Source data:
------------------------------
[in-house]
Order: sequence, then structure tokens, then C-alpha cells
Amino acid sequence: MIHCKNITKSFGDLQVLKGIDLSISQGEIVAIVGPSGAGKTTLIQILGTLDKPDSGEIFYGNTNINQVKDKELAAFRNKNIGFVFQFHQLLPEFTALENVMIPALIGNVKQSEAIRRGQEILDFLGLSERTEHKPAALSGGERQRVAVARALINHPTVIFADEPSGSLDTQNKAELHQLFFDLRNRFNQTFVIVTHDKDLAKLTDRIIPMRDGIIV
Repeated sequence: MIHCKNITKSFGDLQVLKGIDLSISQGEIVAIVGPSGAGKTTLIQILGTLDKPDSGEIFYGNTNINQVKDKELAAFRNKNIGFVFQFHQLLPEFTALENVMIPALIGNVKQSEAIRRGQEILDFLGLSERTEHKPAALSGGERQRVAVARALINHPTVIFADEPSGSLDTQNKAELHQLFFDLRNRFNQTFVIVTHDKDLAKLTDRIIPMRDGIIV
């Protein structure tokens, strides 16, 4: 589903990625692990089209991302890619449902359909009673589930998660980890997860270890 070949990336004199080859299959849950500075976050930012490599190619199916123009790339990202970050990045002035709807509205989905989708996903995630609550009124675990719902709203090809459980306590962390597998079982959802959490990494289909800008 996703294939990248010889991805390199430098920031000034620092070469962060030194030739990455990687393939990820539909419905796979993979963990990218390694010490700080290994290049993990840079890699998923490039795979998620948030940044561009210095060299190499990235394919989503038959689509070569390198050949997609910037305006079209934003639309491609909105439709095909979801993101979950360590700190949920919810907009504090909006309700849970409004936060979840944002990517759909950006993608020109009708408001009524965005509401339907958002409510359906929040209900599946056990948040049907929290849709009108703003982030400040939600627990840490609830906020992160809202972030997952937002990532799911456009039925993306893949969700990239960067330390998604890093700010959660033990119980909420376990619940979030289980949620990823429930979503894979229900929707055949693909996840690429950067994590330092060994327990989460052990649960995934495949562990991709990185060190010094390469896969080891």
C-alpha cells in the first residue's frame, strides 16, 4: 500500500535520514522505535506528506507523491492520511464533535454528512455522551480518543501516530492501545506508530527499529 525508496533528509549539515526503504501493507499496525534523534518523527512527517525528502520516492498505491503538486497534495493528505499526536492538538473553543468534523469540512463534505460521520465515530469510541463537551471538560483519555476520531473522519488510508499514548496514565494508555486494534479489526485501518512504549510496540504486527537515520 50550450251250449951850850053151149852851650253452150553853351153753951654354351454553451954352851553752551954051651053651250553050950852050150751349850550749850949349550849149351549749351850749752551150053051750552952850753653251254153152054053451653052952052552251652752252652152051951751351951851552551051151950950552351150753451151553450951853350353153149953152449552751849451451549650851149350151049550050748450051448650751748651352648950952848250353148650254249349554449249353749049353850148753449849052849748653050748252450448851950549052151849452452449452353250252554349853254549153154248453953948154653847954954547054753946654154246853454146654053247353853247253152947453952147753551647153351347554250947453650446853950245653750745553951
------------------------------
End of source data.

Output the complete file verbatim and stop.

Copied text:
[in-house]
Order: sequence, then structure tokens, then C-alpha cells
Amino acid sequence: MIHCKNITKSFGDLQVLKGIDLSISQGEIVAIVGPSGAGKTTLIQILGTLDKPDSGEIFYGNTNINQVKDKELAAFRNKNIGFVFQFHQLLPEFTALENVMIPALIGNVKQSEAIRRGQEILDFLGLSERTEHKPAALSGGERQRVAVARALINHPTVIFADEPSGSLDTQNKAELHQLFFDLRNRFNQTFVIVTHDKDLAKLTDRIIPMRDGIIV
Repeated sequence: MIHCKNITKSFGDLQVLKGIDLSISQGEIVAIVGPSGAGKTTLIQILGTLDKPDSGEIFYGNTNINQVKDKELAAFRNKNIGFVFQFHQLLPEFTALENVMIPALIGNVKQSEAIRRGQEILDFLGLSERTEHKPAALSGGERQRVAVARALINHPTVIFADEPSGSLDTQNKAELHQLFFDLRNRFNQTFVIVTHDKDLAKLTDRIIPMRDGIIV
């Protein structure tokens, strides 16, 4: 589903990625692990089209991302890619449902359909009673589930998660980890997860270890 070949990336004199080859299959849950500075976050930012490599190619199916123009790339990202970050990045002035709807509205989905989708996903995630609550009124675990719902709203090809459980306590962390597998079982959802959490990494289909800008 996703294939990248010889991805390199430098920031000034620092070469962060030194030739990455990687393939990820539909419905796979993979963990990218390694010490700080290994290049993990840079890699998923490039795979998620948030940044561009210095060299190499990235394919989503038959689509070569390198050949997609910037305006079209934003639309491609909105439709095909979801993101979950360590700190949920919810907009504090909006309700849970409004936060979840944002990517759909950006993608020109009708408001009524965005509401339907958002409510359906929040209900599946056990948040049907929290849709009108703003982030400040939600627990840490609830906020992160809202972030997952937002990532799911456009039925993306893949969700990239960067330390998604890093700010959660033990119980909420376990619940979030289980949620990823429930979503894979229900929707055949693909996840690429950067994590330092060994327990989460052990649960995934495949562990991709990185060190010094390469896969080891």
C-alpha cells in the first residue's frame, strides 16, 4: 500500500535520514522505535506528506507523491492520511464533535454528512455522551480518543501516530492501545506508530527499529 525508496533528509549539515526503504501493507499496525534523534518523527512527517525528502520516492498505491503538486497534495493528505499526536492538538473553543468534523469540512463534505460521520465515530469510541463537551471538560483519555476520531473522519488510508499514548496514565494508555486494534479489526485501518512504549510496540504486527537515520 50550450251250449951850850053151149852851650253452150553853351153753951654354351454553451954352851553752551954051651053651250553050950852050150751349850550749850949349550849149351549749351850749752551150053051750552952850753653251254153152054053451653052952052552251652752252652152051951751351951851552551051151950950552351150753451151553450951853350353153149953152449552751849451451549650851149350151049550050748450051448650751748651352648950952848250353148650254249349554449249353749049353850148753449849052849748653050748252450448851950549052151849452452449452353250252554349853254549153154248453953948154653847954954547054753946654154246853454146654053247353853247253152947453952147753551647153351347554250947453650446853950245653750745553951